Inviting terrorists into parliament?
The JUIf chief and one of the leaders of the ruling coalition, Maulana Fazlur Rehman, has demanded that the people who are called terrorists by the government should be allowed to present their point of view in parliament during the in-camera session. This means that he wants the Pakistan Army to be put at par with the people it is fighting in the Tribal Areas. Is this his idea of “justice”? When it comes to choosing, will he support the terrorists and spurn the army? The last JUI-led MMA government in Peshawar did exactly that for five years until it was dissolved on the eve of the 2008 elections and later routed in the elections by the people for such policies.
More significantly, the PMLN leader Mr Nawaz Sharif has declared that he would support the proposal that “shiddat-pasand” (extremists) be “included” in the political process. As if parliament is not sovereign at the present time, he demanded that it “be empowered to end terrorism”.
Clearly, neither the opposition nor the clerical side of the coalition is happy with the traditional definition of parliament and wish to reform it in the light of the spreading terrorist disorder in the country. Opposition parliamentarians and the media are in unison when they demand that parliament act differently from the past and somehow produce a single agreed point of view. Normally parliaments don’t operate like that. There is always disagreement among them and the government, if it has a majority vote, is allowed to pursue policies it thinks fit. If there is no “national consensus” on something and parliament wants to know where it stands, it has rules under which such issues can be discussed inside the house. If the government agrees with the opposition, which otherwise cannot force discussion of an issue because of lack of votes, discussion can take place.
How can the terrorists be invited to parliament? Under law the government is obliged to put such elements through the due process of law. We understand that Maulana Fazlur Rehman’s party has important representation in the Tribal Areas and the representatives are present in the parliament with full rights to speak for the people of the agencies they come from. But if the Maulana is harkening to the call given by the Taliban of the Tehreek-e Taliban Pakistan (TPP) that they too be given an in-camera hearing, it simply can’t be done. The TTP has admitted to killings that must first be prosecuted and their point of view can be heard out only during the trial as is the case with all those who break the law of the land. A court and not parliament is the proper forum to hear the views of alleged criminals and terrorists.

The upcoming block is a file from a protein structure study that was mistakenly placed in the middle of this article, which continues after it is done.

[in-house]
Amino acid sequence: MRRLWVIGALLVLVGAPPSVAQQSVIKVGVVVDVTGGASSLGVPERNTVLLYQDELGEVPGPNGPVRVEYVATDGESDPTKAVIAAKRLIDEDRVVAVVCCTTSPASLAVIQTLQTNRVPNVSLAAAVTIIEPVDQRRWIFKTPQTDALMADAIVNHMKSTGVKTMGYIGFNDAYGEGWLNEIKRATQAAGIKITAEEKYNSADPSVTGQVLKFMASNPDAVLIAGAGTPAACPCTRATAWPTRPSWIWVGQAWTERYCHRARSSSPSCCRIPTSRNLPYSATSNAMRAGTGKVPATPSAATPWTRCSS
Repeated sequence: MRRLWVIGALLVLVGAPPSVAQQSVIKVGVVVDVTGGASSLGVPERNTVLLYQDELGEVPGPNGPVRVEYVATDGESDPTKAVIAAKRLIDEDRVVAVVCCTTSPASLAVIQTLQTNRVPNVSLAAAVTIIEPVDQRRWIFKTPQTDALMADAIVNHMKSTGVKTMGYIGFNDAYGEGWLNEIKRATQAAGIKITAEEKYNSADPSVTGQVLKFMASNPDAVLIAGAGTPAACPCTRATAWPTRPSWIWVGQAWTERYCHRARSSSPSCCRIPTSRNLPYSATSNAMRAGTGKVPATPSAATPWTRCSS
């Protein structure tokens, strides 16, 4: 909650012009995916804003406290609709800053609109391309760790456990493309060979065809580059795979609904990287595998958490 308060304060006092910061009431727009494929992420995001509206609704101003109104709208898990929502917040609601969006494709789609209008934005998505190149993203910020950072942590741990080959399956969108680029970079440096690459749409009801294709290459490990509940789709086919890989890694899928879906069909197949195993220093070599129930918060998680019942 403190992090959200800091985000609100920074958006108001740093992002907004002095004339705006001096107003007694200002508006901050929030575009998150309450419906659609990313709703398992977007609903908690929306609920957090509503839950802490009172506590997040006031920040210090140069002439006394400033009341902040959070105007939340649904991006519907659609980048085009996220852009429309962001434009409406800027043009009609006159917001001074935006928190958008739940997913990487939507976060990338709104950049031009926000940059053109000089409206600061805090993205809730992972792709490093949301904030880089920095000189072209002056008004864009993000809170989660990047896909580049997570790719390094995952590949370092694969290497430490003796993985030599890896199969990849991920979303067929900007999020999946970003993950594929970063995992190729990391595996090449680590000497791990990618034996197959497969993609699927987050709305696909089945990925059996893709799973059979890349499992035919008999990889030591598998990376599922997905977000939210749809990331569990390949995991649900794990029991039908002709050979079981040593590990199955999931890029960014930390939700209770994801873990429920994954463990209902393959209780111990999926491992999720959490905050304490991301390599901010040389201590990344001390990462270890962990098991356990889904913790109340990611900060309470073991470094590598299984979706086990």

How can the “shiddat-pasand” elements be brought into the political process? The question presumes that there is a legal order in the country and there are people standing outside it who have to be brought in. In the context of the Tribal Areas, one can imagine that the “process” can be initiated through talks and negotiations. The next question is what should be the modality of this process? And should the two sides of these talks be considered equal? Should the government of Pakistan be made to behave as if it was at par with the “shiddat-pasand”? One must consider that if the state is allowed to become equal to those who are running a state within the state, the sovereignty of Pakistan will be damaged.
After the in-camera briefing in the parliament, our MNAs and Senators will no doubt discuss the situation in the Tribal Areas; but the final decision on how to proceed against terrorism will be taken by the National Assembly. And the decision will have to be made on the basis of the majority opinion. We know that the opposition will continue to fulminate, and will seek to lean on the media to convey their depressing message to the people at large, who will then force even a properly derived policy to become unpopular. This will be tantamount to bypassing parliament to make the terrorists win an argument where they don’t have any legal locus standi. (Daily Times)
We encourage you to visit our new site. Please don't leave your comments here because this site is obsolete. You may also like to update your RSS feeds or Google Friend Connect (Follow the Blog) to the new location. Thank you.
Wednesday, 15 October 2008
Inviting terrorists into parliament?